“Imagine taking the skills that I have and utilizing it on a citywide basis,” she said. “I’ve demonstrated that time and time again and that’s why I’m running.”
Ms. James, whose voice booms like a preacher’s at press conferences, has emerged as one of the loudest members of the City Council when it comes to issues she’s focused on, including not only CityTime but cuts to social services, the police department’s stop-and-frisk policy and the controversial Atlantic Yards development project, located in her Fort Greene-based district.
“She and I did not always share the same view on the Atlantic Yards project,” Congressman Hakeem Jeffries, who lives in the district and has not endorsed in the race, told Politicker. “But her concerns were always incredibly well articulated and with a passion and delivered with a sense of forcefulness.”
Her detractors, to the extent they’re audible, largely point to her campaign’s relatively weak fund-raising and directly question her viability as a candidate. New quarterly filings will be made public later this week, but up until last March, Ms. James had raised about $500,000 with a high burn rate–$300,000 spent. Her top two opponents have done much better in the same period. Both Mr. Squadron and former Deputy Public Advocate Reshma Saujani raised roughly $1 million while spending close to $200,000. (Cathy Guerriero and Sidique Wai are also vying for the Democratic nomination.)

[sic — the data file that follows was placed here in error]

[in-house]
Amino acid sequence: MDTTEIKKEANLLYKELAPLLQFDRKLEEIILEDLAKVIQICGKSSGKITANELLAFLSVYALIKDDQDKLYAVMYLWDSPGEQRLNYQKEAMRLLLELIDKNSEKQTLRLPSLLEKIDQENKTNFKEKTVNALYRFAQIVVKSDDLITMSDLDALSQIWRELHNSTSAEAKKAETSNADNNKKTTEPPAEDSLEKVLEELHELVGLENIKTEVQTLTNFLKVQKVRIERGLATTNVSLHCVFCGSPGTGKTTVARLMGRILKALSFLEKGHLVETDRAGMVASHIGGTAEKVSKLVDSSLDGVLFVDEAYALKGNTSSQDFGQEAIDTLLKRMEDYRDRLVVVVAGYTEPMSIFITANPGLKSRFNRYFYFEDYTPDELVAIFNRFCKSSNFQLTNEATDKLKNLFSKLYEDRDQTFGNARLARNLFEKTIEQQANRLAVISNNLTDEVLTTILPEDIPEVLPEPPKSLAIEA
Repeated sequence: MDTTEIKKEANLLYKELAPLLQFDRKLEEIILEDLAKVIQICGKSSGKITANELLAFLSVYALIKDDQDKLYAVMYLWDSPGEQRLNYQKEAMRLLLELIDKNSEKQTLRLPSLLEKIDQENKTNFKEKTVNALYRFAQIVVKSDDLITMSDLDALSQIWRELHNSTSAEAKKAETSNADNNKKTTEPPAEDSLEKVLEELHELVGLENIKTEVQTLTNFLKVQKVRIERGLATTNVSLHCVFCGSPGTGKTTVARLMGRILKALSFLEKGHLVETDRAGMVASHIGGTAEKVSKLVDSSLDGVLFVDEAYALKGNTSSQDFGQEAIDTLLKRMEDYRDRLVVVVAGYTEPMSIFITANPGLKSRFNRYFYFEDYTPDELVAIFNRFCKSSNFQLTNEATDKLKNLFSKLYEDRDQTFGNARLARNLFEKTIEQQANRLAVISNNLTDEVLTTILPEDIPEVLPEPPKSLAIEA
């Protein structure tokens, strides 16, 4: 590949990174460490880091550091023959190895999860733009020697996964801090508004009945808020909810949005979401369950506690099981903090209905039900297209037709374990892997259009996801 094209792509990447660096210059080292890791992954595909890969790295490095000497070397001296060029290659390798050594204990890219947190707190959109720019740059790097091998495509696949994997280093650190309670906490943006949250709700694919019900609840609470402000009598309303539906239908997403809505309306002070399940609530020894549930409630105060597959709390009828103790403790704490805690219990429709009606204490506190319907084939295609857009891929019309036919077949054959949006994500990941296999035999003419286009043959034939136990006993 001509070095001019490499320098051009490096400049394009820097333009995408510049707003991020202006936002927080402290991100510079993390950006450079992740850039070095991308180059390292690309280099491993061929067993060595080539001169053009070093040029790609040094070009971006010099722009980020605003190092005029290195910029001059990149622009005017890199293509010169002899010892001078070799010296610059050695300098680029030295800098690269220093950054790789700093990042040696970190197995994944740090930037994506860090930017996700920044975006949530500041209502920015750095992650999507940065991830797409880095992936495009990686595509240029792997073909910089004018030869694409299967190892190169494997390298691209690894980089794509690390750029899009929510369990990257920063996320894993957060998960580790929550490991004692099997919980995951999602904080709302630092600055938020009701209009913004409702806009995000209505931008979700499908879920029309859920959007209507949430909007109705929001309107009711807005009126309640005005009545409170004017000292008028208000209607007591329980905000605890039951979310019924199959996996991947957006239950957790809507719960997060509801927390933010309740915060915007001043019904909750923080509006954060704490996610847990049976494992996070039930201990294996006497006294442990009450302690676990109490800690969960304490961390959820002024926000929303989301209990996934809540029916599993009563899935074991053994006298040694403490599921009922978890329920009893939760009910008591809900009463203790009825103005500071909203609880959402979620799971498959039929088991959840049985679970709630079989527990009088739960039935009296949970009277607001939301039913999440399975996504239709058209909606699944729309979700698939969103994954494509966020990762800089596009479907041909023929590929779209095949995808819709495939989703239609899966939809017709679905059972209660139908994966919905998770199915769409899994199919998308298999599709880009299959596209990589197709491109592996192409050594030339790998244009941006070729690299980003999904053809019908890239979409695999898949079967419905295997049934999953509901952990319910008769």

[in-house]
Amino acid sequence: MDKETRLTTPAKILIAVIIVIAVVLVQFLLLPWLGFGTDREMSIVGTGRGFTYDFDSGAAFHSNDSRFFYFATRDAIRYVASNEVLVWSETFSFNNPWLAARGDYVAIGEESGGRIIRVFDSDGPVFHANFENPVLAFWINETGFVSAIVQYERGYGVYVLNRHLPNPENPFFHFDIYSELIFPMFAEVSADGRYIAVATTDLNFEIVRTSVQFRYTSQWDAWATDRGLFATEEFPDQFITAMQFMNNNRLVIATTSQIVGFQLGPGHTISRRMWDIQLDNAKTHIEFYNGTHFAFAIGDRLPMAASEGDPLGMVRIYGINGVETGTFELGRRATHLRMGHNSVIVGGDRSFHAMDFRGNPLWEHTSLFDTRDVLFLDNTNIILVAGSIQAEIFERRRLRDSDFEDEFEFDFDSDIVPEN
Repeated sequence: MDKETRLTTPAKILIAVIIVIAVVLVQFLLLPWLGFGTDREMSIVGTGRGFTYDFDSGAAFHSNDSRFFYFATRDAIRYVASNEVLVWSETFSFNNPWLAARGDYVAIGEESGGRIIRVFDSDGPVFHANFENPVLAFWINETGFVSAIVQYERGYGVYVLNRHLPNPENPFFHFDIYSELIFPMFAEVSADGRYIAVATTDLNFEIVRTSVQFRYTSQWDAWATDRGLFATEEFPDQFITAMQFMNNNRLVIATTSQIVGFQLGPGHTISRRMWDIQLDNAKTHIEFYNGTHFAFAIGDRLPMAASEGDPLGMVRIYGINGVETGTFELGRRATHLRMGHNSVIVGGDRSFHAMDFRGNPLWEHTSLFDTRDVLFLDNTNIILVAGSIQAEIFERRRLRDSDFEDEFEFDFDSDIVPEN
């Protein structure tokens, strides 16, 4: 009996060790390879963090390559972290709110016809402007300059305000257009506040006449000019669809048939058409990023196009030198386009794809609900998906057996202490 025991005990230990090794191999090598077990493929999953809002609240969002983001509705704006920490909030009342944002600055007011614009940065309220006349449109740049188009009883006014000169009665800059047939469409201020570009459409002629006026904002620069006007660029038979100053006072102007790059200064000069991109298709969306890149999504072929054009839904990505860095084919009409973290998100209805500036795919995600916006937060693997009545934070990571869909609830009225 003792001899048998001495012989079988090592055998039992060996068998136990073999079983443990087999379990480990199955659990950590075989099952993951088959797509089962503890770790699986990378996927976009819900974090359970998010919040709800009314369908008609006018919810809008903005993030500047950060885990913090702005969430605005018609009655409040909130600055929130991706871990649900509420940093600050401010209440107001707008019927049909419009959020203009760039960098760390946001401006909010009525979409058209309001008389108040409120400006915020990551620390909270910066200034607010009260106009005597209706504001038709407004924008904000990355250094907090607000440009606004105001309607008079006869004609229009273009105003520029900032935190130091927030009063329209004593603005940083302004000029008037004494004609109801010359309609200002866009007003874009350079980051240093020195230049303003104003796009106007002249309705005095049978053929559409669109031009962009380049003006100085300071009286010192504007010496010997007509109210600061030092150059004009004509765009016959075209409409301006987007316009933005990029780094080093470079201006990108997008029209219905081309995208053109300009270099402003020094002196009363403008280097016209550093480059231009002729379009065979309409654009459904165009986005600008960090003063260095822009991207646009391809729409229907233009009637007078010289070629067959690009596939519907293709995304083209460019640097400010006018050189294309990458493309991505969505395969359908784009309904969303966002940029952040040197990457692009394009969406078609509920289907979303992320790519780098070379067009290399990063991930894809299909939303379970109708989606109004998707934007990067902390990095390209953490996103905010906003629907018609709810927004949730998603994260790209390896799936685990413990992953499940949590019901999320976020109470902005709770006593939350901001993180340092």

“The money will come in. I’m not really worried about the money,” Ms. James insisted when we brought up her lagging numbers. “We will be competitive. My strongest point has never been fundraising. My strongest point has been advocacy and focusing on people and transforming the lives of others. And that’s why you’re looking at the next public advocate.”
Partially because of her fund-raising, there are often rumors that Ms. James will drop down into another race. Recently, the Daily News reported that Ms. James was eying a possible run for Brooklyn borough president in the wake of revelations that the race’s front-runner, State Sen. Eric Adams, may be under federal investigation. Ms. James flatly rejected the report.
Others have quietly speculated that she might run again for her current Council seat, and try to succeed Christine Quinn as the next City Council Speaker.
“Don’t try to distract me,” she said when asked about a possible speakership bid last month. “They want me to run for speaker, borough president. They want me to run for district attorney. It’s wonderful that so many people are talking about me. As long as they keep talking about me, then I’m a winner … Thank you for your vote of confidence, I’m running for public advocate.”
Ms. James was similarly committed when we asked if she might follow the path of current Public Advocate Bill de Blasio and run for mayor after a term or two in office.
“I’m running for public advocate. I’m running for public advocate. I’m running for public advocate,” she replied, repeating the trained response for emphasis. “I’m running for public advocate.”
Additional reporting by Jill Colvin.